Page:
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The long-standing Gloucester firm, who were a founding member of the Society of Fine Art Auctioneers (SOFAA), say they have chosen to focus upon their core business of property consulting.

Mr Chorley has been with BK for 35 years, crossing paths in his formative years with the company’s most celebrated employee, the late Arthur Negus, who joined the firm in 1947 and became a partner in 1972. The transfer of ownership was effective from July 1. The new firm is called Simon Chorley Art and Antiques Limited.

Mr Chorley told ATG he hoped it would be very much business as usual – there will be no staff changes and BK will continue to provide referrals – but he has given notice to leave The Tithe Barn, Southam by the end of 2006 and is currently negotiating new premises in the area.

New technology will be an area of renewed focus. “Current market conditions make challenging times and Simon Chorley Art and Antiques are fully aware of these as we start to grow the business,” he said. “We remain committed to the development of opportunities that are available through the internet; over the last six months we have developed the innovative ‘spinning image’ which has proved very beneficial in the delivery of online information. This will be taken further with the development of our own online catalogue, which will provide expansive descriptions, condition reports and high quality images.”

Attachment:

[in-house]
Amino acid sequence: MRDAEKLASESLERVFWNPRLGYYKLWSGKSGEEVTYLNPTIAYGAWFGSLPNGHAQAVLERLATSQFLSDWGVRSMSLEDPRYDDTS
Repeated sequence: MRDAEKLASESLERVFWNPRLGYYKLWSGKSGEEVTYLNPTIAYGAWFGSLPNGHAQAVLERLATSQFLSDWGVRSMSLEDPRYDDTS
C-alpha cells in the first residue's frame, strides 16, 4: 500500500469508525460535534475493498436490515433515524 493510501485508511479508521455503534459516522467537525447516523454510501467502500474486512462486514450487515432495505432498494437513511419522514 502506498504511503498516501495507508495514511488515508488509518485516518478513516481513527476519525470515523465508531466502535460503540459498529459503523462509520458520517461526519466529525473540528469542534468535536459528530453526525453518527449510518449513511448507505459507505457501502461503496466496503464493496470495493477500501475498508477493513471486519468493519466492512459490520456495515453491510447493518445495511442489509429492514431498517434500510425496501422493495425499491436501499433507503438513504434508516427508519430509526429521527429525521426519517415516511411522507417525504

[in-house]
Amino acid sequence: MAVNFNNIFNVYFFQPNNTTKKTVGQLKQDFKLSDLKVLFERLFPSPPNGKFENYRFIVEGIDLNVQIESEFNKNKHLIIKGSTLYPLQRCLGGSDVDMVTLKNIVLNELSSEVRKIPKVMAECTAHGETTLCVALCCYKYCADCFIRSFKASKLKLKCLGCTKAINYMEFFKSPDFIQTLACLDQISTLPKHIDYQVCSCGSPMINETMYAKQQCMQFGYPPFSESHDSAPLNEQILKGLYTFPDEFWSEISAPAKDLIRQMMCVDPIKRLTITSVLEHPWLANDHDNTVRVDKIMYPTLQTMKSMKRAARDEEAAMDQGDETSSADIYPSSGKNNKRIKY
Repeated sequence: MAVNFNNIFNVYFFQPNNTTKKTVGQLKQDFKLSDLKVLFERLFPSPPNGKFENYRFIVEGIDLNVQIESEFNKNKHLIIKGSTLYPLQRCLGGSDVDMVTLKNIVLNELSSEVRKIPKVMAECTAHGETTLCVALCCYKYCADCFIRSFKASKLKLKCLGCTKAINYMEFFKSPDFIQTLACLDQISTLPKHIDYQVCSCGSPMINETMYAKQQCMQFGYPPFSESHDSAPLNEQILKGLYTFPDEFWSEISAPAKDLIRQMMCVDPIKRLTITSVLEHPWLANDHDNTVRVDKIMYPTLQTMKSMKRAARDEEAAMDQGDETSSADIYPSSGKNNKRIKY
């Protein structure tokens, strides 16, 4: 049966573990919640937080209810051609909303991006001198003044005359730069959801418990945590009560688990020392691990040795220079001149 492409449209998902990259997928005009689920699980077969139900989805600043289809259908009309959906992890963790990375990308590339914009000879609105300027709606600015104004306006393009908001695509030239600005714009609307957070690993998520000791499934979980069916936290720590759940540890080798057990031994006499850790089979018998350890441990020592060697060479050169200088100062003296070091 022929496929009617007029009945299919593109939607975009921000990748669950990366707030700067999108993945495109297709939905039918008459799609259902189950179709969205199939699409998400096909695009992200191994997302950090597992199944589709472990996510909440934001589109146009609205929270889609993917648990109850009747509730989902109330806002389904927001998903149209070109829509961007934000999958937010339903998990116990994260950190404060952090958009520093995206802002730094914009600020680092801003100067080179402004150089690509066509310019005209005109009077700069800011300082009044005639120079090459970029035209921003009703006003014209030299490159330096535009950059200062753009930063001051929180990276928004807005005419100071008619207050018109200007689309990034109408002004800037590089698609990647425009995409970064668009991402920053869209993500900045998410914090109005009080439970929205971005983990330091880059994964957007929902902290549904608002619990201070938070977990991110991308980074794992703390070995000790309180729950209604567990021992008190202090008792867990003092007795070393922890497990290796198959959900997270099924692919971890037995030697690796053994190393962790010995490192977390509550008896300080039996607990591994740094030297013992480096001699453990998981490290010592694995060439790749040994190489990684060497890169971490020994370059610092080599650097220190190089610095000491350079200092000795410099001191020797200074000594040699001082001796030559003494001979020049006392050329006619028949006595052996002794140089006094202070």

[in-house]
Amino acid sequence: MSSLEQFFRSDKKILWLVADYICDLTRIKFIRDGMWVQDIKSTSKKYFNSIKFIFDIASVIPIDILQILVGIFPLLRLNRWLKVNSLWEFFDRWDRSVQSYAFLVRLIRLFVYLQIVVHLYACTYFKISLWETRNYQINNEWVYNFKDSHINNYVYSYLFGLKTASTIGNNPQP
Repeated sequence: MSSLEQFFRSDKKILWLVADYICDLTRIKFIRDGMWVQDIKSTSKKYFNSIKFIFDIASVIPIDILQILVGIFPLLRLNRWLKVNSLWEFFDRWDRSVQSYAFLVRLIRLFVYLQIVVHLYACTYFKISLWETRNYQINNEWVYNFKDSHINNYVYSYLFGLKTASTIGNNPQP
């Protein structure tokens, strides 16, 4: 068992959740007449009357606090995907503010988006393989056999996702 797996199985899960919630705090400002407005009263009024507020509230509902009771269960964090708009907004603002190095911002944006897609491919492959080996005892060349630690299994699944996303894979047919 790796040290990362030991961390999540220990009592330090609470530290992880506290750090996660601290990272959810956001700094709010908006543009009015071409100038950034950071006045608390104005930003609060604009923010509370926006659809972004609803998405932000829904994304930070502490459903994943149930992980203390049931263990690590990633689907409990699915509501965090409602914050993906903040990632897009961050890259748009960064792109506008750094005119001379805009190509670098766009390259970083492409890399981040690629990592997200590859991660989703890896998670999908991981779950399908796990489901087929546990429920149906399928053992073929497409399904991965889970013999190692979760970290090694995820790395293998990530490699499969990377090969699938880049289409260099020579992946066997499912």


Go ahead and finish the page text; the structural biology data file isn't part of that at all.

Bruton Knowles’ decision to leave behind the art and antiques auction business they started in 1862 follows similar moves taken last year by estate agents Hamilton Osborne King in Dublin and Andrew Grant of Worcester.